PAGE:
This is an opinion piece by Thomas Fretwell, M.A.

It has long been the mantra of much of the Western media, along with their fellow leftist ideologues, that Israel is the main obstacle to peace in the Middle East. The verbal (not to mention physical) assault against Israel seemingly never ends.

These vitriolic attacks constantly accuse Israel of such atrocities as apartheid, ethnic cleansing and genocide, and as if that isn’t enough, when innocent Israeli civilians are stabbed in the supermarket or massacred by a Palestinian terrorist who enters their home during a Shabbat meal , the banal response from the Western world is one of indifference and blame. Somehow, when Jews are killed these acts of terror are not worthy of international rebuke or even a show of solidarity from world leaders.

This is an opinion piece by Thomas Fretwell, M.A.

A Growing Consensus

JuifSpeaking at a ceremony marking the 75th anniversary of the Vel D’Hiv, an event in which over 13,000 French Jews were deported to Nazi concentration camps by their own government, Emmanuel Macron, the president of France, called anti-Zionism a new form of anti-Semitism. Specifically addressing current Israeli Prime Minister, Benjamin Netanyahu, Macron said, “We will never surrender to the messages of hate; we will not surrender to anti-Zionism because it is a reinvention of anti-Semitism.” Following this declaration, senator Charles Schumer made similar remarks on the Senate floor in Washington D.C. He said:

"Anti-Semitism is a word that has been used throughout history when Jewish people are judged and measured by one standard and the rest by another. So it is with anti-Zionism; the idea that all other peoples can seek and defend their right to self-determination but Jews cannot; that other nations have a right to exist, but the Jewish state of Israel does not."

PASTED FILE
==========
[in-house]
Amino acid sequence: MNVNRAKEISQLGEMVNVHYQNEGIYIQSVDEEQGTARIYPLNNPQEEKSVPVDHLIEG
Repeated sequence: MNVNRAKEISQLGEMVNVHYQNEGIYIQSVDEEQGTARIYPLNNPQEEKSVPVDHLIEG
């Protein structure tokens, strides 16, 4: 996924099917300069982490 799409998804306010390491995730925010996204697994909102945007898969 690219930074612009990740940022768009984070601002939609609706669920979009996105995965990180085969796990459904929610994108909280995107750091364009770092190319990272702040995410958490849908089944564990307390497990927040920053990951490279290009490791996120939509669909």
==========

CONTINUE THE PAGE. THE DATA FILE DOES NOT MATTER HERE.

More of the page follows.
tommy fretwellWe are delighted to announce former KEDS postgraduate student and Jewish-Christian Studies tutor Tom Fretwell has been offfered a place at Manchester Metropolitan University to research for a doctorate in an area related to Jewish-Christian Studies. 

Tom's working title for his Ph.D. research is "Christian Zionism and Supersessionism in the 21st Century: A Historical, Theological and Political Investigation". Tom says:

My research will involve examining Christian Zionism and supersessionism using a multi-disciplinary approach. Looking at them both through the lens of history, theology and politics. Particular attention will be given to the current expressions of these movements, i.e. the New Supersessionism and the New Christian Zionism, tracing their ideological roots, theological justifications and examining to what extent the current political situation has influenced their development. I will seek to make a significant contribution to this field of research and the emerging movement known as the New Christian Zionism.

Tom is tutor of the Jewish-Christian Studies module exploring the Jewish People, Christians, Politics and the Land.